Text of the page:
With globalisation heightening the agricultural crisis in the country, farmers’ profitability has been severely eroded. Production costs have multiplied in the last decade due to cuts in input subsidies. Rural credit and infrastructure investment has shrunk. Bank loans account for only 11.7 per cent of agricultural credit, leaving cultivators at the mercy of moneylenders. Farmers have also been squeezed by the fall in market prices due to imports and price collapses in the international commodity markets. “If the procurement scheme was scrapped, we would all sink. The traders would have a monopoly, like they do for all other crops,” says Rajendra Lone from Jamta village in Wardha. “This year, many people have had to sell to traders because it has been a bad harvest and the government is not paying the full amount immediately. Also, some don’t want the government to deduct their bank loans from the payment. They need money in hand. Otherwise, how will they run their homes?” he says.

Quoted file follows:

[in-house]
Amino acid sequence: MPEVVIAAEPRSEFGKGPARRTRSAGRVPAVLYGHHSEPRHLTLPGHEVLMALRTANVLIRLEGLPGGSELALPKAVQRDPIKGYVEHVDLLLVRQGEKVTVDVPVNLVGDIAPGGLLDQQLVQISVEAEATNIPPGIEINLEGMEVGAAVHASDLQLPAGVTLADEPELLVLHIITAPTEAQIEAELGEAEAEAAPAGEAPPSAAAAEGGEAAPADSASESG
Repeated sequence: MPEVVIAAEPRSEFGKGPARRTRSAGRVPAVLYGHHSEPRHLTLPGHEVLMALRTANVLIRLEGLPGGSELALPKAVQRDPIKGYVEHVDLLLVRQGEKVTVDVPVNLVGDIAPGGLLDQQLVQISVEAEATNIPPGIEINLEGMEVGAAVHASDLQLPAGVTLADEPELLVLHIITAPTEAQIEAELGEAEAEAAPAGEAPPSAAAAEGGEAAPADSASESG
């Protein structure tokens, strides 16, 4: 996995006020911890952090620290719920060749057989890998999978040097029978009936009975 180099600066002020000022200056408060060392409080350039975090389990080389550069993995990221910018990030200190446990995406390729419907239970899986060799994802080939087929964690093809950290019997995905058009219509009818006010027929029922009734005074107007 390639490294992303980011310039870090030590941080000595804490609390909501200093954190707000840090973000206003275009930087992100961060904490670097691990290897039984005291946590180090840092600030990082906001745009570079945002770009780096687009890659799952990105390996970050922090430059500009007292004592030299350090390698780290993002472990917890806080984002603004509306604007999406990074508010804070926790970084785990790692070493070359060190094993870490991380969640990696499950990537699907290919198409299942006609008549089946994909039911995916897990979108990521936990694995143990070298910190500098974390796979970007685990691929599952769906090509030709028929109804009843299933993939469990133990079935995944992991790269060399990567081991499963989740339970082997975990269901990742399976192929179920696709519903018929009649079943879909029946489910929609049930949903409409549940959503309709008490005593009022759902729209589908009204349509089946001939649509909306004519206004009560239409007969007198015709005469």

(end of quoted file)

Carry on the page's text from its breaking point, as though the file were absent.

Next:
Cotton farmers, not only in Maharashtra but also in AP and Punjab, have been worst hit by the farm crisis. In 1997-98, a severe pest attack destroyed the crop in Vidarbha, leading to a spate of more than 80 suicides. Several thousands of suicides have been reported in AP and Punjab’s cotton belts as well. The suicides continue. A local newspaper reported 35 suicides in Vidarbha from April to November 2001. Even though many left suicide notes and died by swallowing pesticide or jumping into a well, the government still tries hard to cover up the cause of the deaths citing personal or psychological problems. “All of us – rich and poor farmers alike- are in poverty, facing the same hardships. It’s just that some choose to end their misery by taking poison. Even large landowners are trying to sell off their land. But there are no takers,” says Punjaram More from Mahakal village in Wardha.